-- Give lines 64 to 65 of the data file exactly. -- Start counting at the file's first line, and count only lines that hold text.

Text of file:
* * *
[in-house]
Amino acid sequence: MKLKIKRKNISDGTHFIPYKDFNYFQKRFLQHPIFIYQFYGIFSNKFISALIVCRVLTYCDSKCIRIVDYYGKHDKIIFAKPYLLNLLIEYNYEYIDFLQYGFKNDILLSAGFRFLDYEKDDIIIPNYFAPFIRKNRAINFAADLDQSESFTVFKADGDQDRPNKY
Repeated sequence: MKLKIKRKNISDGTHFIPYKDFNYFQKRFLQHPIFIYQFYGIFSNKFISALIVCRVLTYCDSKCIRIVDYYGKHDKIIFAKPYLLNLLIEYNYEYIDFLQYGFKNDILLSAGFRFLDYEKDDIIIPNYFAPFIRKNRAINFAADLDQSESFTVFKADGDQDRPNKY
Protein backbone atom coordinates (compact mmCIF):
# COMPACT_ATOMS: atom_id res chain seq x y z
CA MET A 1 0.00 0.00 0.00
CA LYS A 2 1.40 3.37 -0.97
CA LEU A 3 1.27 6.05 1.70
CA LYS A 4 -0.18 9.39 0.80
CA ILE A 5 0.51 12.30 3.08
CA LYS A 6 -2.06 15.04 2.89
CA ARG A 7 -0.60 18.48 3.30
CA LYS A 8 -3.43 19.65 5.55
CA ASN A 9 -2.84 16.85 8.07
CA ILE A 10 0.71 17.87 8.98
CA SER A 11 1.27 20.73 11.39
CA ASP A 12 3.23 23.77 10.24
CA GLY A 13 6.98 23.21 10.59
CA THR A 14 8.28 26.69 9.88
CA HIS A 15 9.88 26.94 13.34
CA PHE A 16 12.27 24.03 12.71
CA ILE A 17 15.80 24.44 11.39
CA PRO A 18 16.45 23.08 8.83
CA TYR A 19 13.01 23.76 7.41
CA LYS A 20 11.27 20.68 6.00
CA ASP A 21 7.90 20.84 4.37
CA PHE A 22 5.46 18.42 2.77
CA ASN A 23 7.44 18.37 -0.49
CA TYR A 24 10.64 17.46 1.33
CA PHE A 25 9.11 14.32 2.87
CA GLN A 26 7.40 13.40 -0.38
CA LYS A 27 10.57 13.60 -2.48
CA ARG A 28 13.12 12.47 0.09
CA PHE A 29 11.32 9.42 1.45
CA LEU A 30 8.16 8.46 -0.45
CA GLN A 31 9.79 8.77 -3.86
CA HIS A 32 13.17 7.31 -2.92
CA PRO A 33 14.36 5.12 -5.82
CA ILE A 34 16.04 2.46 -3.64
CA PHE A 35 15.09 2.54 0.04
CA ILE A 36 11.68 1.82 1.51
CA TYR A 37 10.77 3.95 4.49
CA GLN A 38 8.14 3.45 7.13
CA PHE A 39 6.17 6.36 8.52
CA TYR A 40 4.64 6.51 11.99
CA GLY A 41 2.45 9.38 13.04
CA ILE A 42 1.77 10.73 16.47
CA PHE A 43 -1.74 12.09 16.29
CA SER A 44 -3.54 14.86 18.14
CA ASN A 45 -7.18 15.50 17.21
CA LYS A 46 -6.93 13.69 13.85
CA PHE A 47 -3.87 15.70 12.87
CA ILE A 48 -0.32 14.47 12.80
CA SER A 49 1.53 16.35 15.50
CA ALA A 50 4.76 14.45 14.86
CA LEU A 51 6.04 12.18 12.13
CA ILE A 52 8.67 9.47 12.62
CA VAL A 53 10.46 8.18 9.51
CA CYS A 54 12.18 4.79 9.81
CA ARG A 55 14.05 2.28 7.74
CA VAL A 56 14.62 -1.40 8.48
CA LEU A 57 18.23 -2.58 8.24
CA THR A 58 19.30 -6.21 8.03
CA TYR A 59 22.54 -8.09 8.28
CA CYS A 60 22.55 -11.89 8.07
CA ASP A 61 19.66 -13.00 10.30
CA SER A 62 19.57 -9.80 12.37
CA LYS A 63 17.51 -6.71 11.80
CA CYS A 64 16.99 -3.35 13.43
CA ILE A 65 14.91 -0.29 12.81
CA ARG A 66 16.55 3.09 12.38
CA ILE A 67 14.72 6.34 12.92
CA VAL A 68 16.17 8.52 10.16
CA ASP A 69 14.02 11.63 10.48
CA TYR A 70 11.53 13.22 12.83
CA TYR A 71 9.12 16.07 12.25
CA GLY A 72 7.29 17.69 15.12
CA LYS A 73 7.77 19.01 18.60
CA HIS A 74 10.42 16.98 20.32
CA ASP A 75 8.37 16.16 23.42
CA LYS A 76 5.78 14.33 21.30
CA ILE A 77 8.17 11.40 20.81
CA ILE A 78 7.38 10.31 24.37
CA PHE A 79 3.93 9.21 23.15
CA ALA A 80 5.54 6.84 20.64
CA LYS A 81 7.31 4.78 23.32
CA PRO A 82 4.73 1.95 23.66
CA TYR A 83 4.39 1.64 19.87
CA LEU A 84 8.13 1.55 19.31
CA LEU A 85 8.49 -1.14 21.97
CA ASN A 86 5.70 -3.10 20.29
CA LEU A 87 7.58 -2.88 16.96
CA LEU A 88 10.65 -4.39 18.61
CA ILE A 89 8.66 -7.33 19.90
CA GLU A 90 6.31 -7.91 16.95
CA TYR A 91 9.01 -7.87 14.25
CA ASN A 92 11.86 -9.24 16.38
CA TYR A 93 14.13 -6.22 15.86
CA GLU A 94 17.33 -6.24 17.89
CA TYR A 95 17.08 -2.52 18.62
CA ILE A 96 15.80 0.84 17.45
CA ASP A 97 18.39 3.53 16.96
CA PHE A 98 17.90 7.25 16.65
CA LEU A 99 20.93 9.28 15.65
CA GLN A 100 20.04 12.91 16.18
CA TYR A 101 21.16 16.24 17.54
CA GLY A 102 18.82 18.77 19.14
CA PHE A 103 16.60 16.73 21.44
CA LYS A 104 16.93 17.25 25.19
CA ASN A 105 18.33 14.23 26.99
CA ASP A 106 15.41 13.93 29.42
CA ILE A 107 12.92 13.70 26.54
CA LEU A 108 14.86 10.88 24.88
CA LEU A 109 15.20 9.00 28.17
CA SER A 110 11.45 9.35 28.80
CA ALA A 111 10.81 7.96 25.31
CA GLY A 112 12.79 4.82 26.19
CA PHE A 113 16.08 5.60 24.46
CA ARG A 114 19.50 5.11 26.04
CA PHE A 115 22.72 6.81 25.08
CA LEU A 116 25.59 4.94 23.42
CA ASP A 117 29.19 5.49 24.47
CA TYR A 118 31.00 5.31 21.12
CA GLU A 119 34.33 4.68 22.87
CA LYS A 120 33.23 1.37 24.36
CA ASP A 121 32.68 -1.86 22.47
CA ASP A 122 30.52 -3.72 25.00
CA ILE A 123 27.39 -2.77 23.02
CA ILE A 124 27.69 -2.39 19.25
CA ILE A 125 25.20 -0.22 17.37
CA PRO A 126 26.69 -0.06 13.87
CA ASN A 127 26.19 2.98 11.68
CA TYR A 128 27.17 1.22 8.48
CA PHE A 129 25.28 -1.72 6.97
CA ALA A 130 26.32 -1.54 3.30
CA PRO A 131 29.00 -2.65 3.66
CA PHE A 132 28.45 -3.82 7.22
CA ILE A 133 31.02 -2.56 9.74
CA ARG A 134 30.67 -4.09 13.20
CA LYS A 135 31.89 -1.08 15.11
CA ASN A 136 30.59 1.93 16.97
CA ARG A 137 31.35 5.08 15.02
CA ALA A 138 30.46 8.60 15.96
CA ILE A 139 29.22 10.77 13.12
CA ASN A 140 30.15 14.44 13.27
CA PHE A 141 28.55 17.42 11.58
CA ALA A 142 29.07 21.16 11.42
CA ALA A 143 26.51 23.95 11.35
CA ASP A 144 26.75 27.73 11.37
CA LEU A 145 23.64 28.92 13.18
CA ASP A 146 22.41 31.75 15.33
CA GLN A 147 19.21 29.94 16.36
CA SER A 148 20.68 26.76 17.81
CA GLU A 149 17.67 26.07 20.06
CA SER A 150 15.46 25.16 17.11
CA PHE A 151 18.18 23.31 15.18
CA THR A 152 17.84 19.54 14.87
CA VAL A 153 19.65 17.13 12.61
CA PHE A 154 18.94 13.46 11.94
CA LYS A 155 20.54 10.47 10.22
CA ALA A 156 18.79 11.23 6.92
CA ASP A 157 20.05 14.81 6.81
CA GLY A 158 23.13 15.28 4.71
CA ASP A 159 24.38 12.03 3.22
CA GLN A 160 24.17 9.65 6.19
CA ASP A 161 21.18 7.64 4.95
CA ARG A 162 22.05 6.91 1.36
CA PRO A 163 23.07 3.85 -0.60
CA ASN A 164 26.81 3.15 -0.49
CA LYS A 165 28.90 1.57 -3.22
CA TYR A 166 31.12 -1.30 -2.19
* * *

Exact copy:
CA TYR A 59 22.54 -8.09 8.28
CA CYS A 60 22.55 -11.89 8.07